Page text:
Our beehive that survived did so only because its whole was so much greater than its individual parts. Every bug bore its share of the load for the sake of the hive, just as every member is needed to make a church the body of Christ. The good news is that the Spirit helps, naturally and supernaturally. I described last Sunday how psychology has shown people to be natural born believers. Our brains are prewired from birth with a head start in the faith department. Likewise, psychology has shown humans to be “conditional hive creatures.” We have this inborn ability to transcend self-interest and lose ourselves to purposes greater than ourselves, realities larger than the temporal concerns over security and reputation and success that can otherwise dominate our thoughts. In the midst of ordinary day-to-day living, we find ourselves nagged by that sense that this cannot be all there is to life. Christians call this a calling. Jesus said only by losing your self can you find your real self. Psychologists call this making “the hive switch.”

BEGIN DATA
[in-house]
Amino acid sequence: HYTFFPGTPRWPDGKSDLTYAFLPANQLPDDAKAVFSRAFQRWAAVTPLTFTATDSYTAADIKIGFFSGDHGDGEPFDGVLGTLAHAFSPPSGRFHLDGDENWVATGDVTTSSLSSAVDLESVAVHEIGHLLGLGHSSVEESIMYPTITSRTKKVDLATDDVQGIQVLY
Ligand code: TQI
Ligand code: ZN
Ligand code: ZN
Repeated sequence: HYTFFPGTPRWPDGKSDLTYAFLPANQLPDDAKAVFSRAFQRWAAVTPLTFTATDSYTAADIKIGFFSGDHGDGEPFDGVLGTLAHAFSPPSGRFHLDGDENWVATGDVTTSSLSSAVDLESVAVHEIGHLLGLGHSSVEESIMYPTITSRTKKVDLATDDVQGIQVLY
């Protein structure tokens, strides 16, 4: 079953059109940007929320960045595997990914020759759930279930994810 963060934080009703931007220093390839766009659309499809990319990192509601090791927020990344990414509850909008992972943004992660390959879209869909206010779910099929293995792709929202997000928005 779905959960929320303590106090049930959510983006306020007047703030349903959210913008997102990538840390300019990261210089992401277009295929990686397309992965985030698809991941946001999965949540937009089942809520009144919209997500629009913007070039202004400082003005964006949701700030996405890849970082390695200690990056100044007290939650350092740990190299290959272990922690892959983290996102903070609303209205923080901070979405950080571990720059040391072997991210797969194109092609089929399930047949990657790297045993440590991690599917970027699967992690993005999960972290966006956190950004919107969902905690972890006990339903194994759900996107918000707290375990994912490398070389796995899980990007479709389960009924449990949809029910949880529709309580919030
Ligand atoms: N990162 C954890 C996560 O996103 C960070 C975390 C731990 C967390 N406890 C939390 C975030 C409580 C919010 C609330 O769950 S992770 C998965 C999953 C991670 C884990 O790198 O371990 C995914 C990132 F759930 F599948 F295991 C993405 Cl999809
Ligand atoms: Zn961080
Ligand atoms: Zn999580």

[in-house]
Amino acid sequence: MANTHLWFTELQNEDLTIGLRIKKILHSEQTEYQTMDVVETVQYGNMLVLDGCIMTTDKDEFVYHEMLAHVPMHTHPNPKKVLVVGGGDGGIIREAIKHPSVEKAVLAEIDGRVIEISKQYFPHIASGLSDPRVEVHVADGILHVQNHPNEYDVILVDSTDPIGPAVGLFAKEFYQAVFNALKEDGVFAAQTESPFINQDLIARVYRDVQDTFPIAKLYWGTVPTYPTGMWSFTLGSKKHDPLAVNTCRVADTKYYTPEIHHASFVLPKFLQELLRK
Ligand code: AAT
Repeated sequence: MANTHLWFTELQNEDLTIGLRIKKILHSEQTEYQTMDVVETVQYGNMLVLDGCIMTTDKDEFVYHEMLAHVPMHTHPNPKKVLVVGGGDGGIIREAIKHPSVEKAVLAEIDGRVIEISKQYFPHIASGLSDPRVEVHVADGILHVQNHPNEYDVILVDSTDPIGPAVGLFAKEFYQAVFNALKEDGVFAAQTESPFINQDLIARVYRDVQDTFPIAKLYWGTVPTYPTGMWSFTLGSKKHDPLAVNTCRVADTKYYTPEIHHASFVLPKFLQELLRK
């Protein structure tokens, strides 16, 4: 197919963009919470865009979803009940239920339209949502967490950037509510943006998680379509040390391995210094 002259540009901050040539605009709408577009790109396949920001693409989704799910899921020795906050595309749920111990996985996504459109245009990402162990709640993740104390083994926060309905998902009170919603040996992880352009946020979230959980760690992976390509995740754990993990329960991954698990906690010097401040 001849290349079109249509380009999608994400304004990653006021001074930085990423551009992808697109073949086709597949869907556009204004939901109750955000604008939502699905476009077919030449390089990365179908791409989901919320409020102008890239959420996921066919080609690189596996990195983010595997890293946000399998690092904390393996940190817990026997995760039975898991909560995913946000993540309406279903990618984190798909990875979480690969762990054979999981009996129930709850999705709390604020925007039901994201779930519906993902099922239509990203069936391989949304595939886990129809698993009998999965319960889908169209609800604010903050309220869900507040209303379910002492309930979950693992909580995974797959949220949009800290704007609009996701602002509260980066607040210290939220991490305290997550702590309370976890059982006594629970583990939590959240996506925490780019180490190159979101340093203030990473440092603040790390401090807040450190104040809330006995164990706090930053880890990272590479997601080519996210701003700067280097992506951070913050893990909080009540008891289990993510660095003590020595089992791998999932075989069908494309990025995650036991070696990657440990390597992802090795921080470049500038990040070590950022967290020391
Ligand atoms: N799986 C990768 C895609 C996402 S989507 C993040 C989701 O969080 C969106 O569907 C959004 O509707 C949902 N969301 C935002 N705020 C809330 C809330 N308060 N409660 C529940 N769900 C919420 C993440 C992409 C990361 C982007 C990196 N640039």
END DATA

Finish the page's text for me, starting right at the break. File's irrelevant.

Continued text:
When I don’t like my work that usually means I’ve let it become labor. I’ve lost sight of what I’m doing. You’ll remember the distinction columnist David Brooks makes between résumé virtues and eulogy virtues. Résumé virtues are those skills you spend so much energy acquiring so to get ahead in the world and make your way up the ladder. Eulogy virtues are the ones people speak about at your funeral. Colossians lists humility and patience, kindness and meekness, gratitude and forgiveness. We never speak to such virtues as the products of good genes or evolutionary luck. Nature predisposes us toward belief and transcendence, but it can’t make us do either. Moreover, mites infest our souls and suck the goodness from our best intentions. The Reformers taught over and over how our good deeds always contain built-in elements of self-interest; our most righteous aspirations always turn out a bit skewed. As the apostle Paul confessed, and we so often confirm, “I decide one way, but then I act another, doing things I absolutely despise. I want to do good, but I don’t really do it; I decide not to do bad, but then I do it anyway.” Belief is not enough to make it through the winter—even the demons believe. Faith is required for virtue to take hold.